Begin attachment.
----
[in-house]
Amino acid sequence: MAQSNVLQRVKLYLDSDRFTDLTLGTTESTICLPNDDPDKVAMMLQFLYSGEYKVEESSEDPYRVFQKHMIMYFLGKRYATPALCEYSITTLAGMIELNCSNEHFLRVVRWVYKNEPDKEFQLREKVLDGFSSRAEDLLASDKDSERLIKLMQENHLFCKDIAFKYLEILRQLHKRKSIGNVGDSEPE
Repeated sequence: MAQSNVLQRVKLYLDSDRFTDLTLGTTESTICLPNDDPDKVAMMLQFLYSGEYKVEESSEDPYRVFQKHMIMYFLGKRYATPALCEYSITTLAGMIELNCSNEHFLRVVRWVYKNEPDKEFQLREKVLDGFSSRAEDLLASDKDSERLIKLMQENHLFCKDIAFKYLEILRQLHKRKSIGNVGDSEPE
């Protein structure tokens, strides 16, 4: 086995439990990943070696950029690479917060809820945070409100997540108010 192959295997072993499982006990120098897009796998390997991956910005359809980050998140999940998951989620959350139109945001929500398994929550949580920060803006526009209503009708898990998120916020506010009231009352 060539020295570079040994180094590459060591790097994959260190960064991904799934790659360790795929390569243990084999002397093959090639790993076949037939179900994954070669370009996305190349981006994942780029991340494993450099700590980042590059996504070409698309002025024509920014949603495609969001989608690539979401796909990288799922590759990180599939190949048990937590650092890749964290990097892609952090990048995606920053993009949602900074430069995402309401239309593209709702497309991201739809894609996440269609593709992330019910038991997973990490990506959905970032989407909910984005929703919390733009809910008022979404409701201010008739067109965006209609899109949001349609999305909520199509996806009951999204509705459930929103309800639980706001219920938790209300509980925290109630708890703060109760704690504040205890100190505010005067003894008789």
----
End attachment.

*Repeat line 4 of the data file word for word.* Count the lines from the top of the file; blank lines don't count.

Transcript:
């Protein structure tokens, strides 16, 4: 086995439990990943070696950029690479917060809820945070409100997540108010 192959295997072993499982006990120098897009796998390997991956910005359809980050998140999940998951989620959350139109945001929500398994929550949580920060803006526009209503009708898990998120916020506010009231009352 060539020295570079040994180094590459060591790097994959260190960064991904799934790659360790795929390569243990084999002397093959090639790993076949037939179900994954070669370009996305190349981006994942780029991340494993450099700590980042590059996504070409698309002025024509920014949603495609969001989608690539979401796909990288799922590759990180599939190949048990937590650092890749964290990097892609952090990048995606920053993009949602900074430069995402309401239309593209709702497309991201739809894609996440269609593709992330019910038991997973990490990506959905970032989407909910984005929703919390733009809910008022979404409701201010008739067109965006209609899109949001349609999305909520199509996806009951999204509705459930929103309800639980706001219920938790209300509980925290109630708890703060109760704690504040205890100190505010005067003894008789």